Goodbye ubiquitous digital service

Over the past months I’ve been transitioning away from a number of the digital services and apps I use. Honestly I didn’t set out to do it, rather it has become a snowball effect that started with one service I hated using and has led to an almost meditative evaluation of my digital workspaces and the way I interact with the technologies that are intertwined with my existence.

As a front-end developer and modern first-world citizen I spend most of my day in front of a screen. I am immersed in technology - keeping up with it, using it, interacting with it. It is after all my work. I spend all day shifting between my text editor, terminal, browser and phone. I use social media to interact with the wider world around me. I use a RSS reader to streamline my ability to find, read and share content with others. I use digital bookmarks to keep track of the knowledge I need access to ( either to share with others or for my own reference ). When I’m not in front of a computer and often when i am i use my phone to manage all of these activities on the fly.

As a result of the amount of time I spend with digital technologies and mobile devices it makes sense to me to consider the my digital space in the same way I consider my home.

I wouldn’t intentionally let people in my house to collect information about me and then sell it, I don’t appreciate door to door salesmen or telemarketers and I certainly don’t buy products that aren’t in some way designed to be functional.

Which brings me back to the switch that sparked a bigger transition. Frustrated that I could never find a bookmark when I needed it. I did some research to find a replacement. I wanted a functional and fast service. I didn’t need a fancy web app, I didn’t care if it was beautiful and I certainly didn’t care how many times someone else had bookmarked the same page - this is about my bookmarks, not content discovery — I just wanted to efficiently be able to find my damn bookmarks when I went looking for them. So I switched to a paid service that:

Around the same time I stopped using the most ubiquitous RSS service of our time switching to a self-hosted option with far less integration options with external apps. The upside: it’s designed to surface interesting content while making it simpler to stay on top of the feeds you subscribe to. The lack of integration meant I no longer needed a number of external apps I once used for finding content and that I needed a new iPhone app for managing my RSS feeds. Finally, as I wrote previously I decided to give App.net a try based on the hope of more high quality interactions on social media and the alignment of values with the company.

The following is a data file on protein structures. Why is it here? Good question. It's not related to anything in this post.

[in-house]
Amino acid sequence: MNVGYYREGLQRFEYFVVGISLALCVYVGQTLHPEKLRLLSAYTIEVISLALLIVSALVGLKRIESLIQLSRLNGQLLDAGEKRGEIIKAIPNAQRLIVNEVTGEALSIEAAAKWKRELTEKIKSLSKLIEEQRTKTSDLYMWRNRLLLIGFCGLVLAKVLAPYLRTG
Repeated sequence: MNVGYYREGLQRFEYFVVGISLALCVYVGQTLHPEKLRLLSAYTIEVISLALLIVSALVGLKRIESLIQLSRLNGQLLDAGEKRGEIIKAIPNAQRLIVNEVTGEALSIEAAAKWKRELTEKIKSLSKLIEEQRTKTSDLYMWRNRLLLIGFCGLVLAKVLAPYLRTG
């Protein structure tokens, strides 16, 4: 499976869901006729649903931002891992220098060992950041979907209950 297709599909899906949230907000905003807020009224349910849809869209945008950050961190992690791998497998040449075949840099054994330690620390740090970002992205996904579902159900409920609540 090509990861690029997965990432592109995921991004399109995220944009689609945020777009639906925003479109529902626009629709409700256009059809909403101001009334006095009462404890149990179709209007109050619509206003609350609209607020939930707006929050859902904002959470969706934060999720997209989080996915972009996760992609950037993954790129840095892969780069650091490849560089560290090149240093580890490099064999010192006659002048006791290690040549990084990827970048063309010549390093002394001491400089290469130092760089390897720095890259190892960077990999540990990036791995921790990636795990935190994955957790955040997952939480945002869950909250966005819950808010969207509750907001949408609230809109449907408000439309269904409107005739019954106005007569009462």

In transitioning to three highly functional ad-free services with a business model that does not result in my data being sold I was forced to reconsider my workflow and in the process prioritize the types of services I use, evaluate their value proposition and consider the business model and company values behind them.

It turns out this has inadvertently led to a purge as well. I’ve deleted a large number of apps from my phone and revoked access to even more apps from my Facebook, Twitter and other social media accounts. In short, I’ve consolidated the services and apps I use.

A couple months back Dustin Curtis wrote The Best in which he describes a process of shifting from mindless consumerism to determining what actually matters to you and purchasing products designed with care by people who cared deeply about the problem being solved. While physical objects were the context of Dustin’s article, I believe it is equally applicable to the digital products we use.

The fundamental problem is that many products are created to be sold, not used.
Sori Yanagi

There is a pleasure and a freedom that comes with choosing and using products that have been designed for function and use by people who understand and care about the problem they are trying to solve.

So here’s the point: Our lives and society are inextricably interwoven with technology, of which digital services and applications are one manifestation. As consumers we have the choice to thoughtfully examine the things that are important to us and choose the “Best” ( qua functionality, trust, value, values and goals ). In the process we can recover a touch of our sanity because our products actually serve us and it just might change our outlook on the rest of the products and digital services we use including the place they have in our lives and our expectations of those who design them.

Worth Trying

Related Reading

On design

The essence of design… lies in the process of discovering a problem shared by many people and trying to solve it.
Kenya Hara

Designing Design: A thought-provoking and beautiful book by Kenya Hara.

On Digital cleansing

Because it comes down to our own choices. Are we going to spend our time the way we want to or not? Are we going to do the work we say we want to do or not? Intentions are dandy, but real men get to work.
Shawn Blanc

Shawn Blanc’s Inbox Intentions is a great roundup of the recent articles written by bloggers who are intentionally paring back their content consumption feeds ( especially related to RSS and Twitter ).

I’m not a religious man, but I do think there is deep wisdom in tradition and ritual. The Jubilee offers a way out of oppressive expectations, even if they are our own… Cleaning the digital slate is not a practice of giving up. It is one of self-forgiveness.
Frank Chimero

Digital Jubilee: A thoughtful post by Frank Chimero.

On ThinkUp

It’s not just a convenient way to grab all your data. It’s taking a stand against those who use your data for financial gain
— Betabeat

On Pinboard

 
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